Where has Agyness Deyn been recently? The Noughties fashion scene was dominated by her peroxide pixie crop, distinctively loud style and her rabble of painfully cool friends ( and Alexa Chung, to name a few). Following a 2006 move to New York, the model took herself out of the media glare, and it all went quiet.
In the light of the release of her new film, Electricity, which sees Deyn take the helm as leading lady (and brilliantly so), it’s evident that the actress has not been wasting her time. Natural yet nuanced, Deyn’s sensitive portrayal of a young girl suffering from epilepsy begs the question: ‘What happened to the London it-girl in Doc Martens?’
LouisvuittonShop talks to the actress about crying fans, strong female characters and evolving.
LouisvuittonShop: What drew you to the role of Lily?
Agyness Deyn: I read the script and I just loved her; she’s inspiring, and a fighter. She has epilepsy and it affects her life, but she doesn’t let it define her.
LouisvuittonShop: What research did you do prior to taking on the role?
Agyness Deyn: I watched documentaries and interviews. I even camped out in the doctor’s office, getting him to explain and walk me through epilepsy on an emotional and physical level.
LouisvuittonShop: What’s the most interesting thing anyone’s said about the film?
Agyness Deyn: At the London Film Festival, I had a girl with epilepsy tell me that when she watched the film, she burst into tears. She told me that the portrayal of epilepsy and how it affects lives was spot on. That was great.
LouisvuittonShop: What kind of role would you like to take on next?
Agyness Deyn: It very much relies on the character. I definitely have to connect with them and I have to love them.
LouisvuittonShop: Who would you love to work with?
Agyness Deyn: Meryl [Streep], Cate Blanchett, Kate Winslet. I love Michelle Williams too; I feel like she has such an effusive, emotional truth to her work. And also, Anne Hathaway is amazing. She’s all woman, isn’t she?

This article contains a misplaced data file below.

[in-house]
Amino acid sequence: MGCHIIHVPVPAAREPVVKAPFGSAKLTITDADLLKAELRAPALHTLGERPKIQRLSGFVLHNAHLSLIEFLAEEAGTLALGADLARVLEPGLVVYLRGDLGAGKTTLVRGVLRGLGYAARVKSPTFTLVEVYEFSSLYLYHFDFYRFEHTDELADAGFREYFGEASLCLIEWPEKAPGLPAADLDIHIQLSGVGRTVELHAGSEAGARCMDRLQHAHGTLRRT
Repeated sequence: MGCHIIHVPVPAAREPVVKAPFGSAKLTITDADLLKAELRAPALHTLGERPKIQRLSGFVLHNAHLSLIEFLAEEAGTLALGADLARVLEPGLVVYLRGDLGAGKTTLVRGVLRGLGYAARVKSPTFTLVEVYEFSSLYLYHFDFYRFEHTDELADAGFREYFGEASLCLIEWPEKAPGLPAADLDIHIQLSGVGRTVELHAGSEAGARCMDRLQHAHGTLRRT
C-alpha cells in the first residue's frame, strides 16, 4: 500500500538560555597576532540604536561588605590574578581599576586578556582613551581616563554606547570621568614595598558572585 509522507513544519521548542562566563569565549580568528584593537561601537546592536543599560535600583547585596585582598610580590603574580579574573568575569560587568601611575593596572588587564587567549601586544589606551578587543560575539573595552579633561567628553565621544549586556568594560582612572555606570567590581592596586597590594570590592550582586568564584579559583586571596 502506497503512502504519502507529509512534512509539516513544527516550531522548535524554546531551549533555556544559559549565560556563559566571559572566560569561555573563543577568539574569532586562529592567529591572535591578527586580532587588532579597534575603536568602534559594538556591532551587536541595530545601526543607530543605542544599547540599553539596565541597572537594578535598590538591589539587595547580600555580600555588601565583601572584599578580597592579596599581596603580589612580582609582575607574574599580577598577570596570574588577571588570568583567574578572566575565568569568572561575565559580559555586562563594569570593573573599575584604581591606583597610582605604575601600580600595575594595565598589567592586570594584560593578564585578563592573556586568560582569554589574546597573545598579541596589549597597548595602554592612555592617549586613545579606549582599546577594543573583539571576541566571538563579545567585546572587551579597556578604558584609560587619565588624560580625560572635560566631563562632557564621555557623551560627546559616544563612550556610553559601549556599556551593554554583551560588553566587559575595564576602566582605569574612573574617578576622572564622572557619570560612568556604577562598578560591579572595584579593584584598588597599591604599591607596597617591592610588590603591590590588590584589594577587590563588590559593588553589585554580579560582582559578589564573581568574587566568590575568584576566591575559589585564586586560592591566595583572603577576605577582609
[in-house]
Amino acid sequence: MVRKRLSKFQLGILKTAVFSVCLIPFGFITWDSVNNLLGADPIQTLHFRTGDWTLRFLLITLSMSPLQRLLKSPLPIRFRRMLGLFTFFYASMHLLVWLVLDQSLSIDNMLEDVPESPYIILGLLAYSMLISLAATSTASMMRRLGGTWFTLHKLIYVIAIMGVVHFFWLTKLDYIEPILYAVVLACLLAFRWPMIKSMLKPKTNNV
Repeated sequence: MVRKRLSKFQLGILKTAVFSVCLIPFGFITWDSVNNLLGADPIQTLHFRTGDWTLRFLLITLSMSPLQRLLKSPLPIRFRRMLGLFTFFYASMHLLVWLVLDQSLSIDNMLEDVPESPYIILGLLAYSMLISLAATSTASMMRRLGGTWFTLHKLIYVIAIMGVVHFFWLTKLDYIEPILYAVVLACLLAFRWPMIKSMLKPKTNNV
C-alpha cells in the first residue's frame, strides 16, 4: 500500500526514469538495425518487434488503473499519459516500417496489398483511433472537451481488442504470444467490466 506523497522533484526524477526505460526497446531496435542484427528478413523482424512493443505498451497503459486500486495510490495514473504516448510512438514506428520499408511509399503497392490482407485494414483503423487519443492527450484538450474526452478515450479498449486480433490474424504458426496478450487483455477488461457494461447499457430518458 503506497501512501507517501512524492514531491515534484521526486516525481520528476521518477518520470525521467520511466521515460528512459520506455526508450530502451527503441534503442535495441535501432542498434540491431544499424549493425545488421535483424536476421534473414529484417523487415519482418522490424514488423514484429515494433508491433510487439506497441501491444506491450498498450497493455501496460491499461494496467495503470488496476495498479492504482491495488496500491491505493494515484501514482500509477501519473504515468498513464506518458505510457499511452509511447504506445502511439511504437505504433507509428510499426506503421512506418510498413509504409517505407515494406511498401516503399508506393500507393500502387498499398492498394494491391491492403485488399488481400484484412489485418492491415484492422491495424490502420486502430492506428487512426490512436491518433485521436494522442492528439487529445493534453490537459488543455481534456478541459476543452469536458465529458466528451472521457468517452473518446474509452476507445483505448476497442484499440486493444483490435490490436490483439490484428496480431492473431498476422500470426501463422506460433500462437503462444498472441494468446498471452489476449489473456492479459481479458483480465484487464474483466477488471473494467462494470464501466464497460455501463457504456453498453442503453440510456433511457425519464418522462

LouisvuittonShop: Are you fully finished with modelling now?
Agyness Deyn: It’s funny because there is such a crossover between fashion and acting. I look back and I had such an amazing time, and I would never want to shut the door in an official way. I was so inspired by the people that I worked with [Steven Meisel, Katie Grand, Tim Walker, Edward Enninful, to name a few].
LouisvuittonShop: What was the moment when you realised you wanted to act?
Agyness Deyn: I’d always loved film, but then I did a short film when I was modelling with these artists in New York, and that’s when I thought, ‘Wow, this is what I want to do.’
LouisvuittonShop: It felt like you took yourself out of the public eye to concentrate on acting; was this a conscious decision?
Agyness Deyn: Yes.
LouisvuittonShop: Was the drastic change in your look a part of this? [Deyn is almost unrecognizable; all mouse-brown low-ponytail and black overcoat.]
Agyness Deyn: I modelled all throughout my twenties and at the time, I was really into clothes; I still am, but now in a different way. It’s evolved. I think with acting, as I have to morph into different people, it’s better if I’m a bit more of a blank canvas. I also have a film coming out next year, Sunset Song, set in the early 1900s, so appearing very natural is part of that role. I’m putting myself in a place where I can move easily, but also be myself and feel good about it all at the same time.
LouisvuittonShop: Do you miss London? [Deyn is based in LA with husband and Friends actor, Giovanni Ribisi.]
Agyness Deyn: I do. But I lived in New York for six years, and I’ve now lived in LA for four and a half years – so I’ve been in America for over 10 years, which is crazy. But yes, I definitely do still miss London.
Electricity is out now.